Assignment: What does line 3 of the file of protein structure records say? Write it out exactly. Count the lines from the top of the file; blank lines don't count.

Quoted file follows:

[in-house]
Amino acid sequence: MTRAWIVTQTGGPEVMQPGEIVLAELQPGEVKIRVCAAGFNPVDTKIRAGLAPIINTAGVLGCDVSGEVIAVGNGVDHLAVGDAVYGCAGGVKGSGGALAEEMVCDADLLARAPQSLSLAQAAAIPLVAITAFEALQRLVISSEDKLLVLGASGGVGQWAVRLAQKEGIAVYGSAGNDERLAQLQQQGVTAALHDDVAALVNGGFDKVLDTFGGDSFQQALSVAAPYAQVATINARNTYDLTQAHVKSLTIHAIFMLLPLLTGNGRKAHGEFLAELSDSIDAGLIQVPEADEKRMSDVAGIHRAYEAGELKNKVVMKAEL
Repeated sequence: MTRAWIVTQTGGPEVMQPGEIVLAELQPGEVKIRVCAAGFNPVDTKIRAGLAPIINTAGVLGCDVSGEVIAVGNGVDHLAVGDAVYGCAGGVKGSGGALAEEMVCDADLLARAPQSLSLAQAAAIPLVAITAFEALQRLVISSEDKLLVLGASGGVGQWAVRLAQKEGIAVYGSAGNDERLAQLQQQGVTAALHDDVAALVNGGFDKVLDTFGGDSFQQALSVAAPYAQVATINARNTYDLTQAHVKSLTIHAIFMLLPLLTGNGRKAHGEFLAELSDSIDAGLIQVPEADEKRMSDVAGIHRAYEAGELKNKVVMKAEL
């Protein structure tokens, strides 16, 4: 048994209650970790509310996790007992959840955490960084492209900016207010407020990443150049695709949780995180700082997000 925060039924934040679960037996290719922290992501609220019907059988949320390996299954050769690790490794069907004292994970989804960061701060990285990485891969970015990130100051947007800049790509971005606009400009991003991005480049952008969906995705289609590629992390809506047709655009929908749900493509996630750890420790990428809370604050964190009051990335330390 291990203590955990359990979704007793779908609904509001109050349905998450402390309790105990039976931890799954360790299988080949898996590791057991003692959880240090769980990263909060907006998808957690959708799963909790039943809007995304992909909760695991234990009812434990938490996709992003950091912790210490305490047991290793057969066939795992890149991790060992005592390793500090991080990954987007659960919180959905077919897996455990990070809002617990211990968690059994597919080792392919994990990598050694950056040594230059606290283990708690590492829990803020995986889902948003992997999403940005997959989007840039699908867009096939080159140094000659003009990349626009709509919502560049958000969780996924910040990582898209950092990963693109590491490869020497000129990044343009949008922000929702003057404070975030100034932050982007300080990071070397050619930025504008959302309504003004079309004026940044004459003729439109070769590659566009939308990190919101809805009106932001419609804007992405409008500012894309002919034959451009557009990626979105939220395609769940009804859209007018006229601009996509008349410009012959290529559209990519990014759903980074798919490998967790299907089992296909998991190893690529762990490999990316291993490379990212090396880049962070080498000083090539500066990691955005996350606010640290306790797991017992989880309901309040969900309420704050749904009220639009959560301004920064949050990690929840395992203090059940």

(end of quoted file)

Repeated sequence: MTRAWIVTQTGGPEVMQPGEIVLAELQPGEVKIRVCAAGFNPVDTKIRAGLAPIINTAGVLGCDVSGEVIAVGNGVDHLAVGDAVYGCAGGVKGSGGALAEEMVCDADLLARAPQSLSLAQAAAIPLVAITAFEALQRLVISSEDKLLVLGASGGVGQWAVRLAQKEGIAVYGSAGNDERLAQLQQQGVTAALHDDVAALVNGGFDKVLDTFGGDSFQQALSVAAPYAQVATINARNTYDLTQAHVKSLTIHAIFMLLPLLTGNGRKAHGEFLAELSDSIDAGLIQVPEADEKRMSDVAGIHRAYEAGELKNKVVMKAEL